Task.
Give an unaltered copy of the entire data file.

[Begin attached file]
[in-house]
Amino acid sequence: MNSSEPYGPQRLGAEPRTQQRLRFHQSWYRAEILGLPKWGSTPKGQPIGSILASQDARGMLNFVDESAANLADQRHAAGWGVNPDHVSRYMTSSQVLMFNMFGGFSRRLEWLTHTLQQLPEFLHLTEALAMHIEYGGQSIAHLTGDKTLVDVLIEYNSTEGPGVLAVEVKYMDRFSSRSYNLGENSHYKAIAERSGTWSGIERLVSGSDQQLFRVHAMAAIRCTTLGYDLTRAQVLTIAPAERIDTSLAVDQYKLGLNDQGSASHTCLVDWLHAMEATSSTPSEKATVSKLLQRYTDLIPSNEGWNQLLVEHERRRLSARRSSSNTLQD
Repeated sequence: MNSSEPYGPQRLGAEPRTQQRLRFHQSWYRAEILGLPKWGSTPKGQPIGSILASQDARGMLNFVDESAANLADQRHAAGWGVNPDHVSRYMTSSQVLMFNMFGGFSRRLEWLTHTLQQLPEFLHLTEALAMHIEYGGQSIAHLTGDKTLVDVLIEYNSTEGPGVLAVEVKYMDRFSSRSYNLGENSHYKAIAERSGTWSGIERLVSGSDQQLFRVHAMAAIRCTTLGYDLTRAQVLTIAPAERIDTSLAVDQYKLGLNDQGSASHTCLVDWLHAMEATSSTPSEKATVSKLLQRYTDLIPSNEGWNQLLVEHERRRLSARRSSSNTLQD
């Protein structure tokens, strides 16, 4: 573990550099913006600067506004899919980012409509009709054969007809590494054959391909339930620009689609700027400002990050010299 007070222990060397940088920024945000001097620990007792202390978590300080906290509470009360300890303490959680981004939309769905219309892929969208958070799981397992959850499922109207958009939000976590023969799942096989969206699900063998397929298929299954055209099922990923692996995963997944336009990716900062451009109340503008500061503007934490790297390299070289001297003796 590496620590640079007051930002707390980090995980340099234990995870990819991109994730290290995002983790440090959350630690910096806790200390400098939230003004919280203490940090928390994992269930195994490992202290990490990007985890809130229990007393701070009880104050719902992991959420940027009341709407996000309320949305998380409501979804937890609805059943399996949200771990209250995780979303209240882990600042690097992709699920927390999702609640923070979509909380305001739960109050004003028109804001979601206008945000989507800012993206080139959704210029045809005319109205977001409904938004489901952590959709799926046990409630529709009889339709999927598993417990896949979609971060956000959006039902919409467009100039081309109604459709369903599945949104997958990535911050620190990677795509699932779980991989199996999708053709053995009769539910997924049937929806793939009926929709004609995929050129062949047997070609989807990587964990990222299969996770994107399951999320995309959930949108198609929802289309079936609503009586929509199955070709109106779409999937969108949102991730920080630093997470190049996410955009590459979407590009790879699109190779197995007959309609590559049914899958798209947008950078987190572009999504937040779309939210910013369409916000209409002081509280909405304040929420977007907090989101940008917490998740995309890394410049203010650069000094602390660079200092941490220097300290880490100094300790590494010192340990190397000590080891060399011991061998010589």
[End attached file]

[in-house]
Amino acid sequence: MNSSEPYGPQRLGAEPRTQQRLRFHQSWYRAEILGLPKWGSTPKGQPIGSILASQDARGMLNFVDESAANLADQRHAAGWGVNPDHVSRYMTSSQVLMFNMFGGFSRRLEWLTHTLQQLPEFLHLTEALAMHIEYGGQSIAHLTGDKTLVDVLIEYNSTEGPGVLAVEVKYMDRFSSRSYNLGENSHYKAIAERSGTWSGIERLVSGSDQQLFRVHAMAAIRCTTLGYDLTRAQVLTIAPAERIDTSLAVDQYKLGLNDQGSASHTCLVDWLHAMEATSSTPSEKATVSKLLQRYTDLIPSNEGWNQLLVEHERRRLSARRSSSNTLQD
Repeated sequence: MNSSEPYGPQRLGAEPRTQQRLRFHQSWYRAEILGLPKWGSTPKGQPIGSILASQDARGMLNFVDESAANLADQRHAAGWGVNPDHVSRYMTSSQVLMFNMFGGFSRRLEWLTHTLQQLPEFLHLTEALAMHIEYGGQSIAHLTGDKTLVDVLIEYNSTEGPGVLAVEVKYMDRFSSRSYNLGENSHYKAIAERSGTWSGIERLVSGSDQQLFRVHAMAAIRCTTLGYDLTRAQVLTIAPAERIDTSLAVDQYKLGLNDQGSASHTCLVDWLHAMEATSSTPSEKATVSKLLQRYTDLIPSNEGWNQLLVEHERRRLSARRSSSNTLQD
């Protein structure tokens, strides 16, 4: 573990550099913006600067506004899919980012409509009709054969007809590494054959391909339930620009689609700027400002990050010299 007070222990060397940088920024945000001097620990007792202390978590300080906290509470009360300890303490959680981004939309769905219309892929969208958070799981397992959850499922109207958009939000976590023969799942096989969206699900063998397929298929299954055209099922990923692996995963997944336009990716900062451009109340503008500061503007934490790297390299070289001297003796 590496620590640079007051930002707390980090995980340099234990995870990819991109994730290290995002983790440090959350630690910096806790200390400098939230003004919280203490940090928390994992269930195994490992202290990490990007985890809130229990007393701070009880104050719902992991959420940027009341709407996000309320949305998380409501979804937890609805059943399996949200771990209250995780979303209240882990600042690097992709699920927390999702609640923070979509909380305001739960109050004003028109804001979601206008945000989507800012993206080139959704210029045809005319109205977001409904938004489901952590959709799926046990409630529709009889339709999927598993417990896949979609971060956000959006039902919409467009100039081309109604459709369903599945949104997958990535911050620190990677795509699932779980991989199996999708053709053995009769539910997924049937929806793939009926929709004609995929050129062949047997070609989807990587964990990222299969996770994107399951999320995309959930949108198609929802289309079936609503009586929509199955070709109106779409999937969108949102991730920080630093997470190049996410955009590459979407590009790879699109190779197995007959309609590559049914899958798209947008950078987190572009999504937040779309939210910013369409916000209409002081509280909405304040929420977007907090989101940008917490998740995309890394410049203010650069000094602390660079200092941490220097300290880490100094300790590494010192340990190397000590080891060399011991061998010589």